Help Center

Unsafe links on Twitter

If you see a warning about an unsafe link on Twitter, this means the URL matches a database of potentially harmful URLs which may lead to phishing, malware, or spam sites or sites associated with a violation of Twitter’s Terms of Service. You may see this warning when:

  • you Tweet a particular link
  • you add a particular link to your profile
  • you visit a particular link through Twitter's link service,

What's a potentially unsafe site?

Unsafe sites may include phishing sites that attempt to steal your login information and password, sites that download malicious software onto your computer, spam sites that request personal information, or sites associated with other violations of Twitter’s Terms of Service. This could also mean the website was compromised at some point, and malware was embedded onto the website.

My website is being flagged as unsafe:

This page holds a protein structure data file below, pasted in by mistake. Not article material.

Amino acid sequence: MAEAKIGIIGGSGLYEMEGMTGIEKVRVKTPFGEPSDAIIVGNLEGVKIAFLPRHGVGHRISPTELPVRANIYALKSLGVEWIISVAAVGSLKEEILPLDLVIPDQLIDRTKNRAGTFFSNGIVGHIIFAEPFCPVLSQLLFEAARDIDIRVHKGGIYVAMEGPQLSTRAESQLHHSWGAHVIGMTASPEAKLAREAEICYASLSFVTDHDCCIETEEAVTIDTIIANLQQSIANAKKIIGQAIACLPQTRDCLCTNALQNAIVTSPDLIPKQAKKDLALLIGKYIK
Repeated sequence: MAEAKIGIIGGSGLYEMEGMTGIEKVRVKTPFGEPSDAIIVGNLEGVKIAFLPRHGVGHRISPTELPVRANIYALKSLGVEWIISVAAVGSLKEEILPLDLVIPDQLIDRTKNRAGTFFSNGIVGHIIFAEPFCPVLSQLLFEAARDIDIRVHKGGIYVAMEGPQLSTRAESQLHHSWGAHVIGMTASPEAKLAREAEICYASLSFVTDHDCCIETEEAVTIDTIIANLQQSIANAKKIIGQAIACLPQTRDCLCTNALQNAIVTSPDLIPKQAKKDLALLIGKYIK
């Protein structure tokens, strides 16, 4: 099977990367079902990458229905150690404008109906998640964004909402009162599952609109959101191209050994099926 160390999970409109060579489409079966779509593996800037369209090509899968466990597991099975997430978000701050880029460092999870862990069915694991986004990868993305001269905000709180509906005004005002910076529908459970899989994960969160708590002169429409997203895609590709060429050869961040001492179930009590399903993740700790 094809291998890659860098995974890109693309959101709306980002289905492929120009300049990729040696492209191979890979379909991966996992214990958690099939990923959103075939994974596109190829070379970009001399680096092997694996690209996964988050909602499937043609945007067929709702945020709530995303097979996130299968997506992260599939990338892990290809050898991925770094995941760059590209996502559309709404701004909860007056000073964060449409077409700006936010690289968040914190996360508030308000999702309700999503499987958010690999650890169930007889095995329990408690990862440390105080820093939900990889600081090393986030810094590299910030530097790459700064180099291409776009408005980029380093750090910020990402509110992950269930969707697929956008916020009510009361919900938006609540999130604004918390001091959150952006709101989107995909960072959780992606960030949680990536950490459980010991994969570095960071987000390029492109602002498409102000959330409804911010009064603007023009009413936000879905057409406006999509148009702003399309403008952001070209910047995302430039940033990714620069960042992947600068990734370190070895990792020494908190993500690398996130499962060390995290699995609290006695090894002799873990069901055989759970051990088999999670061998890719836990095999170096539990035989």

If you manage the website of a URL flagged as unsafe, contact Twitter Support. If the URL of the site you manage is being blocked, and you are completely sure that your site is not being used on Twitter for malware, phishing, spam or other violations of Twitter’s Terms of Service, you can contact our Support team by filing a case here. In the Problematic link field, please insert the extended URL of the link you are having issues with, rather than a shortened version.

Why does Twitter flag URLs as unsafe?

Twitter flags URLs for account security, user safety, and for violations of our Terms of Service. Twitter flags potentially unsafe URLs, in order to make Twitter more secure, prevent phishing and scams, and enforce our Terms of Service. In certain circumstances, Twitter may block the posting of potentially unsafe URLs. Twitter works with various external partners to evaluate links and whether or not they are safe. Our Account security tips article has more general information on keeping your account secure.

If you encounter spam or malware links:

Help keep Twitter spam-free by reporting spam or links directly from the offending account’s profile or Tweet(s). For more information and instructions, visit our Reporting spam on Twitter article.